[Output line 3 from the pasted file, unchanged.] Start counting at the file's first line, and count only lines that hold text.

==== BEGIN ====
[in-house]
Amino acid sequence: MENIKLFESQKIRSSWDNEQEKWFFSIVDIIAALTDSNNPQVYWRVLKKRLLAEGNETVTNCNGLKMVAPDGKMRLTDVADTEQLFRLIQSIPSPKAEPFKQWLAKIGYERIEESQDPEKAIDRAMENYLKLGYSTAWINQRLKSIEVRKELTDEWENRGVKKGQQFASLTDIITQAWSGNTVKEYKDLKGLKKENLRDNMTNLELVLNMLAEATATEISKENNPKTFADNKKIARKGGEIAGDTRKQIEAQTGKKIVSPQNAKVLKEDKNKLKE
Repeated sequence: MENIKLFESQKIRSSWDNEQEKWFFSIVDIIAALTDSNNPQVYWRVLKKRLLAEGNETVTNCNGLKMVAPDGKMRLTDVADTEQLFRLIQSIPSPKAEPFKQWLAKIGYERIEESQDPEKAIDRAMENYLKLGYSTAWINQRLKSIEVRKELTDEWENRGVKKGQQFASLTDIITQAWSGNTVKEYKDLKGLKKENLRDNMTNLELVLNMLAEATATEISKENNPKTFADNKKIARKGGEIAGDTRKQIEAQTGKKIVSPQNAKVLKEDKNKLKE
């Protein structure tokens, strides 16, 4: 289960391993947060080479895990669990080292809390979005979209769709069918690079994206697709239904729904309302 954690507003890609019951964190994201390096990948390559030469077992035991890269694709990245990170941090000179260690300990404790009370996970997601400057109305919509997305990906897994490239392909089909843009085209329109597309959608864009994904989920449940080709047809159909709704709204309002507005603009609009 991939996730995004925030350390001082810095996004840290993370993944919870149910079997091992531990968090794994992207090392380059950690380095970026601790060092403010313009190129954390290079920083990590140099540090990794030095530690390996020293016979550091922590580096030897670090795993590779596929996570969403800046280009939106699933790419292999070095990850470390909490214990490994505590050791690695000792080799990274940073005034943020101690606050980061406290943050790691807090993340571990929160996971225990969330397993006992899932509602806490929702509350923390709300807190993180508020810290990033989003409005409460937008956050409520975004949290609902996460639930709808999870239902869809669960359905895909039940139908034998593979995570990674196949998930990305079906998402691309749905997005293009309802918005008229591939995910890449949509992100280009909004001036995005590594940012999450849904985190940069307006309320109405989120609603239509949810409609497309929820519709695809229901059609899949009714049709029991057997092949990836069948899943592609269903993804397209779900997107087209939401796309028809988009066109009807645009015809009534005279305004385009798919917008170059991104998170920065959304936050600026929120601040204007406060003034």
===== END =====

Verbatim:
Repeated sequence: MENIKLFESQKIRSSWDNEQEKWFFSIVDIIAALTDSNNPQVYWRVLKKRLLAEGNETVTNCNGLKMVAPDGKMRLTDVADTEQLFRLIQSIPSPKAEPFKQWLAKIGYERIEESQDPEKAIDRAMENYLKLGYSTAWINQRLKSIEVRKELTDEWENRGVKKGQQFASLTDIITQAWSGNTVKEYKDLKGLKKENLRDNMTNLELVLNMLAEATATEISKENNPKTFADNKKIARKGGEIAGDTRKQIEAQTGKKIVSPQNAKVLKEDKNKLKE